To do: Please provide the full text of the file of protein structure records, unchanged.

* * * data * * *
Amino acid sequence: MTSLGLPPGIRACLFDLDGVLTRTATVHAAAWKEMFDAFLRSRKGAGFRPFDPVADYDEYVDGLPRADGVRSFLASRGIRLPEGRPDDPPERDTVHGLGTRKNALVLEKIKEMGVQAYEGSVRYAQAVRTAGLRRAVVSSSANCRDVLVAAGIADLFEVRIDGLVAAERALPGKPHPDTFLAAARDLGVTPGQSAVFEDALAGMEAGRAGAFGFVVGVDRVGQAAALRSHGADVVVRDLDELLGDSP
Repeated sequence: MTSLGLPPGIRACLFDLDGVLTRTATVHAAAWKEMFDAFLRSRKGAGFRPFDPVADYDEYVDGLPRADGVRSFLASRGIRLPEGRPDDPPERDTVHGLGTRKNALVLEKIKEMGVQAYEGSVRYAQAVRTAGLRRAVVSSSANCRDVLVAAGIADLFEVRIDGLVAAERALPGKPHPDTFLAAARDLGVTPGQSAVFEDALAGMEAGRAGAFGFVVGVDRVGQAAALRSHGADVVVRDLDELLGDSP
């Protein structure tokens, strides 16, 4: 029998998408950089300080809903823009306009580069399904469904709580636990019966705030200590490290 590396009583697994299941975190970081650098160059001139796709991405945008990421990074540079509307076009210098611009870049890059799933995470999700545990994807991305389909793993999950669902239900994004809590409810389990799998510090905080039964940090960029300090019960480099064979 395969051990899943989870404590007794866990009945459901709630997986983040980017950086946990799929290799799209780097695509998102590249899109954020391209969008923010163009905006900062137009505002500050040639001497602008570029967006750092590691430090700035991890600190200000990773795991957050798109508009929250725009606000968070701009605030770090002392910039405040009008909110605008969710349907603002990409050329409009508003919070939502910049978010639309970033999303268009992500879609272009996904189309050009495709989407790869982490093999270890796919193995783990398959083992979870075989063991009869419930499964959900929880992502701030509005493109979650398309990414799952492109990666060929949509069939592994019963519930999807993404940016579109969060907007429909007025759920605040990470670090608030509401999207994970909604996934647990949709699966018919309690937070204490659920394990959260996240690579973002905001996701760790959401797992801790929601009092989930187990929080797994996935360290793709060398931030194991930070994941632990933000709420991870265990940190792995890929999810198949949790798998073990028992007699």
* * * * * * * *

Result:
Amino acid sequence: MTSLGLPPGIRACLFDLDGVLTRTATVHAAAWKEMFDAFLRSRKGAGFRPFDPVADYDEYVDGLPRADGVRSFLASRGIRLPEGRPDDPPERDTVHGLGTRKNALVLEKIKEMGVQAYEGSVRYAQAVRTAGLRRAVVSSSANCRDVLVAAGIADLFEVRIDGLVAAERALPGKPHPDTFLAAARDLGVTPGQSAVFEDALAGMEAGRAGAFGFVVGVDRVGQAAALRSHGADVVVRDLDELLGDSP
Repeated sequence: MTSLGLPPGIRACLFDLDGVLTRTATVHAAAWKEMFDAFLRSRKGAGFRPFDPVADYDEYVDGLPRADGVRSFLASRGIRLPEGRPDDPPERDTVHGLGTRKNALVLEKIKEMGVQAYEGSVRYAQAVRTAGLRRAVVSSSANCRDVLVAAGIADLFEVRIDGLVAAERALPGKPHPDTFLAAARDLGVTPGQSAVFEDALAGMEAGRAGAFGFVVGVDRVGQAAALRSHGADVVVRDLDELLGDSP
């Protein structure tokens, strides 16, 4: 029998998408950089300080809903823009306009580069399904469904709580636990019966705030200590490290 590396009583697994299941975190970081650098160059001139796709991405945008990421990074540079509307076009210098611009870049890059799933995470999700545990994807991305389909793993999950669902239900994004809590409810389990799998510090905080039964940090960029300090019960480099064979 395969051990899943989870404590007794866990009945459901709630997986983040980017950086946990799929290799799209780097695509998102590249899109954020391209969008923010163009905006900062137009505002500050040639001497602008570029967006750092590691430090700035991890600190200000990773795991957050798109508009929250725009606000968070701009605030770090002392910039405040009008909110605008969710349907603002990409050329409009508003919070939502910049978010639309970033999303268009992500879609272009996904189309050009495709989407790869982490093999270890796919193995783990398959083992979870075989063991009869419930499964959900929880992502701030509005493109979650398309990414799952492109990666060929949509069939592994019963519930999807993404940016579109969060907007429909007025759920605040990470670090608030509401999207994970909604996934647990949709699966018919309690937070204490659920394990959260996240690579973002905001996701760790959401797992801790929601009092989930187990929080797994996935360290793709060398931030194991930070994941632990933000709420991870265990940190792995890929999810198949949790798998073990028992007699």